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45+ Works 7,887 Members 105 Reviews 22 Favorited

About the Author

Clarissa Pinkola Estes was born in Indiana in 1943 to parents of Spanish and Mexican ancestry, but was later adopted by Hungarian immigrants. She received her Ph.D. from the Union Institute in Cincinnati, Ohio, and was certified as a Jungian analyst in 1984. She worked as a psychoanalyst in private show more practice and developed and taught the Writing as Liberation of the Spirit program in state and federal prisons. Estes served as executive director of the C.G. Jung Center for Education and Research and cofounded and codirected Colorado Authors for Gay and Lesbian Equal Rights. One of Estes's better-known writings, Women Who Run with the Wolves: Myths and Stories of the Wild Woman Archetype (1992), is drawn from tales and myths she heard firsthand from members of such cultures as Asian, Mexican, African, and Greek. She also wrote The Gift of Story (1993). Her books can be found indexed under Psychology, Women's Studies, Mythology, Spiritual Development, and Poetry. (Bowker Author Biography) show less

Works by Clarissa Pinkola Estés

Contos dos Irmãos Grimm (2005) 15 copies
Storie di donne selvagge (2008) 4 copies
Echte vrouwen denken anders (2001) — Author — 3 copies
Biegnaca z wilkami (2023) 2 copies
Kalpten Gelen Armagan (2021) 1 copy
I desideri dell'anima (2014) 1 copy

Associated Works

The Hero with a Thousand Faces (1949) — Introduction, some editions — 9,493 copies
Tales of the Brothers Grimm (1998) — Editor — 212 copies
Wild Women (1854) — Contributor — 23 copies


(1,804) anthropology (237) archetypes (272) comparative mythology (51) comparative religion (68) culture (57) fairy tales (133) feminism (315) fiction (111) folklore (364) folktales (51) goodreads (53) hero (70) history (165) Joseph Campbell (74) Jung (67) Jungian (63) literary criticism (73) literature (88) myth (305) myths (130) non-fiction (1,004) own (58) philosophy (268) psychoanalysis (65) psychology (744) read (78) reference (67) religion (319) self-help (59) short stories (49) sociology (84) spirituality (244) stories (66) storytelling (116) to-read (886) unread (100) women (374) women's studies (215) writing (116)

Common Knowledge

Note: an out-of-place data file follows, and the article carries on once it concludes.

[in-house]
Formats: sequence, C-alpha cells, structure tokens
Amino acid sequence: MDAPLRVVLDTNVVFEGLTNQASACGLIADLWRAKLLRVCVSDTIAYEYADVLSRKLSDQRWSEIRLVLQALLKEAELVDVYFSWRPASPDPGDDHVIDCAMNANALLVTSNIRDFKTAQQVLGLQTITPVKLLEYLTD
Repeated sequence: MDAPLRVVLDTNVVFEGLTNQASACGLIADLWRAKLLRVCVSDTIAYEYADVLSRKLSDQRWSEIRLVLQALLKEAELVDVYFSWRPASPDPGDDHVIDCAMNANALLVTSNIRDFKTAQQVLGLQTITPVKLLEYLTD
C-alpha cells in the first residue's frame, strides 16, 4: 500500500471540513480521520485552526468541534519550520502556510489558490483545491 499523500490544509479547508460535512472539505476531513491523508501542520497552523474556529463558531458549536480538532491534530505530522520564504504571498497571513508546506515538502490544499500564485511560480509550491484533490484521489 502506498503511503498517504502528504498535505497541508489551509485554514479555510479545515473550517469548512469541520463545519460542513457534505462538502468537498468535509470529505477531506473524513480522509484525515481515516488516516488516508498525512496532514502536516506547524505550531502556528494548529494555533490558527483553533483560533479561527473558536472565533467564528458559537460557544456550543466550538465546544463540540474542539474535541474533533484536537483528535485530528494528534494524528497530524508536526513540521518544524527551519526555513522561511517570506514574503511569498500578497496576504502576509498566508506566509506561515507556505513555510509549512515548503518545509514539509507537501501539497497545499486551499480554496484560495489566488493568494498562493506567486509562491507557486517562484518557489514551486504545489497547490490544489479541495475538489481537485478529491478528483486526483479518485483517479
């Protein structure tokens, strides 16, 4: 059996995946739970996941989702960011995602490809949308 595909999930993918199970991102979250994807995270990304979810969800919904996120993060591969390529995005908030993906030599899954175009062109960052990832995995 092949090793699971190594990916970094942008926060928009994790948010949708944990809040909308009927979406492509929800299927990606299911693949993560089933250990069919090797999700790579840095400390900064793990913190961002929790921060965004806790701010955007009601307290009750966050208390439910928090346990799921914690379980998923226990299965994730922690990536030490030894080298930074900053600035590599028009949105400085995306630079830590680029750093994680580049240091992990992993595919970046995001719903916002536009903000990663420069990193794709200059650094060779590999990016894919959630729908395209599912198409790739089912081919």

This book was a best seller in its day and from some of the reviews on Goodreads, was a life saver for some and life changing in its effects. I must admit from the first few chapters I thought it was a good candidate for Pseud's Corner (Private Eye magazine). I could only see what people saw in it when I reached the chapter about addiction which I could see that people might find helpful.

The basic structure is that the author narrates stories, often based on folk tales, and then analyses them with a psychological approach based on Jungian analysis. The book does tend to go over the same point rather repetitively and to make multiple assertions with no real evidence. Some of these are rather odd. There is some relating to the ways of wolves, hence the title, but that is not a major theme: rather, it is the notion of the Wild Woman which is an archetypal or original goddess figure. The aim is to empower women and also to restore men to a loving and equal relationship with women. There are some interesting points but it is very repetitive and a bit dragged out so, on balance, I would rate it at 2 stars.… (more)
kitsune_reader | 84 other reviews | Nov 23, 2023 |
This book was very interesting. You don't have to buy into the whole Jungian interpretations to enjoy it. Some of it resonated with me, and some of it didn't, but, as a literature major, I found it fascinating, and I loved the myths/stories alone. I gave it four stars because it was too repetitive at times for my liking.
DominiqueMarie | 84 other reviews | Oct 22, 2023 |
[b: Women Who Run with the Wolves|241823|Women Who Run With the Wolves Myths and Stories of the Wild Woman Archetype|Clarissa Pinkola Estés|https://images.gr-assets.com/books/1433638820s/241823.jpg|981745] by [a: Clarissa Pinkola Estés|901977|Clarissa Pinkola Estés|https://images.gr-assets.com/authors/1241246818p2/901977.jpg] is a powerful book of the voices of women. I read it many years ago, but will never forget the impact it had on me.

At the time, I was between living the life of a fundamental Pentecostal and a college graduate. I need to read it again. I have been through many changes over the years, and I think I may have a different appreciation of these messages.

Thank you.
… (more)
ourBooksLuvUs | 84 other reviews | Aug 20, 2023 |
I read this book whenever I'm feeling feminist/political burnout. I recommend it to all women.
BurrowK | 84 other reviews | Jul 31, 2022 |



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